New Hampshire has a natural treasure nestled south of the White Mountain National Forest. Lake Winnipesaukee is “the jewel in the crown” of New Hampshire’s serene Lakes Region. The Lake is a popular destination for nature lovers who have sought out its hidden coves, lush islands, green valleys, and the surrounding majestic White Mountain landscape. There is a lot to do in the Lake Winnipesaukee area, and the heritage of Lake Winnipesaukee runs as deep as its blue waters.
History of a Glacial Lake in New Hampshire
Lake Winnipesaukee was formed 1,000,000 million years ago by the slow movement of glacial activity. The lake is surrounded by mountain views on all sides and its freshwater supply is fed by natural aquifers. The area of the lake is 72 square miles bounded by an 186-mile shoreline.
First European Settlers
The landscape has hardly changed since it was discovered by Captain Edward Johnson and Simon Willard in 1652. In fact, visitors can still see the signature they inscribed on Endicott Rock.
Native Americans tried to stop European settlers from moving into the region, but by the 18th century, roads were built to create safe passage for tourists and the area became known as the “Oldest Summer Resort in America.”
The Effect of Trains and Automobiles
The area’s natural resources became a center for New Hampshire’s textile industry and the increased need for industry transformed the economy of the region. Mass transportation increased demand for the lake’s quiet landscape. Tourists began to retreat to the region in the Summer. As early as the 19th century, boaters have navigated the lake’s waters. The region remained mostly rural until the turn of the century when city dwellers took locomotives from Boston via Laconia. Thousands of people visited the lakes during this time period. However, the advent of the automobile brought in even more travelers to the region.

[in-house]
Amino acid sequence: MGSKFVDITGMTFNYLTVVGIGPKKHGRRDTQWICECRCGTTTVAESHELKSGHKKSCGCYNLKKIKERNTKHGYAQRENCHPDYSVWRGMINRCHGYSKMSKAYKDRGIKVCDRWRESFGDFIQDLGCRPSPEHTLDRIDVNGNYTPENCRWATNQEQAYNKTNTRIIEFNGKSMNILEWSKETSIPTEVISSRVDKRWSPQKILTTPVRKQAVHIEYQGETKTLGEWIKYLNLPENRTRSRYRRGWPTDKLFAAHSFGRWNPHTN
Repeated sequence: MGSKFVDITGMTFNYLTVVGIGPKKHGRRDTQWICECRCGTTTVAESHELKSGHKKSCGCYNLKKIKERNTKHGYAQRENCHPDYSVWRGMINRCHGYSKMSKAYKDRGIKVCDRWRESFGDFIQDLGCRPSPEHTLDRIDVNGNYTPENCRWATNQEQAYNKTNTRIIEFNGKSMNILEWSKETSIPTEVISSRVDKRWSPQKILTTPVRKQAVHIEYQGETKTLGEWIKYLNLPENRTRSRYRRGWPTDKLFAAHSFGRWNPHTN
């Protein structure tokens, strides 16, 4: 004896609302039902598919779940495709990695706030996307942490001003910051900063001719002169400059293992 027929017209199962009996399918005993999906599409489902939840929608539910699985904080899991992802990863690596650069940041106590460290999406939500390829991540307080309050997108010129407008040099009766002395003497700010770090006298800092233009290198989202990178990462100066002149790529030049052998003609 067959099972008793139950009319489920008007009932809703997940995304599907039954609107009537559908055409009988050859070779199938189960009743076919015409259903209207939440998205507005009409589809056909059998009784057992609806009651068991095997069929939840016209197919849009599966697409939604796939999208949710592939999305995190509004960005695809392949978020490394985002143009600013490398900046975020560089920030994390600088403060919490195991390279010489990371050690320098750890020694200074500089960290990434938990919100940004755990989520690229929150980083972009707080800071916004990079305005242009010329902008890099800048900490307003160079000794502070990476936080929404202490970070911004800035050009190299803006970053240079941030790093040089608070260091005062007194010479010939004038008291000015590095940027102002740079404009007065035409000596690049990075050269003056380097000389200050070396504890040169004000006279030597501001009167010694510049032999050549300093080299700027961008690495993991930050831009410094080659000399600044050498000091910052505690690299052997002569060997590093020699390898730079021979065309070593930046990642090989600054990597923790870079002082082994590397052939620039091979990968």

New Hampshire’s Most Peaceful Vacation Destination
Today Lake Winnipesaukee is a premier vacation spot. Every year millions of visitors frequent the tranquil shores of Lake Winnipesaukee for fishing, camping, skiing, snowmobiling, dog sled racing, and as an outlet to explore nature’s beauty. The lake boasts attractive Summer homes on the shore and on the 274 islands that dot the region. Lake Winnipesaukee is the home to Summer campgrounds, public beaches, chalets, marinas, theaters, and prestigious resorts. In addition to its accommodations, the region hosts regattas, Summer concerts, and nature walks for those who desire to appreciate and embrace the lake’s natural wonders.